How to install Java for openSUSE and Fedora

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Note: this how-to is written for openSUSE, but can also be used in Fedora, CentOS and Scientific Linux. The tutorial for Ubuntu, Linux Mint and Debian can be found here.

Oracle (Sun) Java: removed from all repositories

1. Oracle (Sun) Java Runtime Environment (JRE) has been removed from the official software repositories of openSUSE. The reason: license trouble. Luckily, its open source brother OpenJDK (and the IcedTea plugin) is a good alternative, for many people at least.

OpenJDK and the IcedTea plug-in are installed by default. They are available in the regular openSUSE repositories and receive regular security updates. OpenJDK and the Icedtea Plug-in are fine for many people.


How-to for Oracle (Sun) Java JRE

2. However, some openSUSE users will still need Oracle (Sun) Java JRE. For those I have written this manual.

Tip: for Ubuntu, Linux Mint or Debian, use this slightly different how-to.

When you want JRE in openSUSE, you can use a manual method. A manual method has the advantage that you don't have to rely on shady third-party repositories, which may be unsafe.

Installing manually is not hard at all, although you have to use the terminal for that (yikes!). Precision is important: it only succeeds when you follow the instructions exactly.

Updates: check for them yourself!

3. A manually installed application receives no updates from openSUSE! For JRE, you'll have to take care of security updates yourself.

For that, you'll regularly want to check the verification website of Java, to see if there are updated versions available. JRE itself won't alert you (it only does that in Windows)

Oracle issues critical security updates on a fixed time schedule (emergencies excepted). On that page, look for the category Oracle Java SE Critical Patch Updates. It may be handy to write those dates in your agenda.

Only for 64 bit

4. openSUSE is nowadays 64-bit. If you're unsure about that, you can check it like this.

Therefore, below you'll only find the instruction for 64 bit.


5. The how-to below relies on copying terminal commands and pasting them into the terminal. Be very careful and precise when you copy/paste them.

Remove the browser plug-in of the old version

5.1. First you'll want to remove the browser plug-in of the old JRE or openJDK (if you have it).

When the old JRE has been installed manually in /opt/java, see the instruction at the bottom of this column (under the header Removal).

When you don't have an old JRE, you probably have openJDK. OpenJDK's web browser plugin (IcedTea) should be completely removed.
Note: leave openJDK itself installed, otherwise malfunctions may occur!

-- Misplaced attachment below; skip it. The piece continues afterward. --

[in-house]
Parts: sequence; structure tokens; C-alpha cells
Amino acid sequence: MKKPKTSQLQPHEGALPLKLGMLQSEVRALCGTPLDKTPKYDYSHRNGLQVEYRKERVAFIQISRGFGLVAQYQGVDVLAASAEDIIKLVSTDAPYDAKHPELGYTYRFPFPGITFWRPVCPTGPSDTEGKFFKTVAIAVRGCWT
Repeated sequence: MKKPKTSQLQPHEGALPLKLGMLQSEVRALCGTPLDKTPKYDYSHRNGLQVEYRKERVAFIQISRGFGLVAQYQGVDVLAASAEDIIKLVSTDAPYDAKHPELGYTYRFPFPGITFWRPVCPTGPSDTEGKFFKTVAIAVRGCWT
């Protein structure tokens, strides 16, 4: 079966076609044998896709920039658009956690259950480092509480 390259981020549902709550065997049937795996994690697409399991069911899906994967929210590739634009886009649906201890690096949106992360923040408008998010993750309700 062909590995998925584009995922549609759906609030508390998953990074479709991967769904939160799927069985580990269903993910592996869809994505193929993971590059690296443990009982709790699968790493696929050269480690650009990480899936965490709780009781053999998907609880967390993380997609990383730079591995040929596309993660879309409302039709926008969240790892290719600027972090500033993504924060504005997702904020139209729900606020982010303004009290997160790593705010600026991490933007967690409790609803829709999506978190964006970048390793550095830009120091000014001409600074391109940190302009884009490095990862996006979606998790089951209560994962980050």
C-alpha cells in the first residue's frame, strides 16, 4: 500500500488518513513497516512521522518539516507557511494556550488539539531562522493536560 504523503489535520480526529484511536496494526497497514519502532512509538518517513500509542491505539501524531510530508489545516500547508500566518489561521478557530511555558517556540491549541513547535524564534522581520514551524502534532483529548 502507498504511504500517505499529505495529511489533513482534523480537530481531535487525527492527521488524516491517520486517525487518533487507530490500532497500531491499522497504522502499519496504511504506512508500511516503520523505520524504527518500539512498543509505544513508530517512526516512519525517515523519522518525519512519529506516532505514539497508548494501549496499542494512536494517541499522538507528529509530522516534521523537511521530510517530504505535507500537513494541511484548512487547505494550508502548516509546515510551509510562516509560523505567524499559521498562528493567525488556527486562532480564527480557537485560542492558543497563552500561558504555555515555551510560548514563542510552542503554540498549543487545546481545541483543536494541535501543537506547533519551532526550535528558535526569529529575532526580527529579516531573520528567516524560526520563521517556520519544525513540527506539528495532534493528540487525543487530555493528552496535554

Like this:

Click on Install/Remove Software
Query: icedtea

Mark icedtea-web for removal. This is the web browser plug-in of openJDK.

Press Accept.


5.2. Get the right file from the Java website:

Note: for 64-bit you want Linux x64 (file name ends on .tar.gz).

Do not choose Linux x64 RPM (file name ends on x64.rpm), because I have written this how-to for the .tar.gz file. DO NOT PICK THE RPM, or you won't be able to use this how-to.

Store the file in the folder Downloads. So in:
Firefox puts downloaded files there by default, but not all web browsers do it like that.

For example, user John should place the file in:
When in doubt, check it.

This is important for the terminal commands that you'll execute later on; otherwise they won't be correct.

The how-to continues in the column on the right.

(continued in the column on the right)

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Install JRE (64-bit)

5.3. Note: the terminal commands in this how-to possibly refer to an older version of JRE. When there's a newer version, you can simply adapt the file names in the terminal commands.

This how-to has been written for JRE 8 update 121 (64 bit version).

A. Go to the Downloads folder and unpack the compressed JRE file that you just downloaded, with the following combined command:

Type (copy/paste):
cd Downloads && tar xvzf ~/Downloads/jre-8u121-linux-x64.tar.gz

Press Enter.

B. Now open a terminal and make yourself root in a special and unusual way, namely with preservation of the current user environment variables:
type su -p and press Enter.

Type your password. You won't see anything when you type it, not even dots will show, this is normal. Press Enter.

C. Create a new subfolder in the folder opt, by means of a command:

Type (use copy/paste: rapidly click three times on the blue line, in order to select the entire line).
mkdir -p -v /opt/java/64

Press Enter.

D. Move the unpacked contents of the JRE file into the new system folder that you just created, with the following command:

Type (copy/paste):
mv -v ~/Downloads/jre1.8.0_121 /opt/java/64

Press Enter.

E. Now you'll want to tell the system, that there's a new Java version available: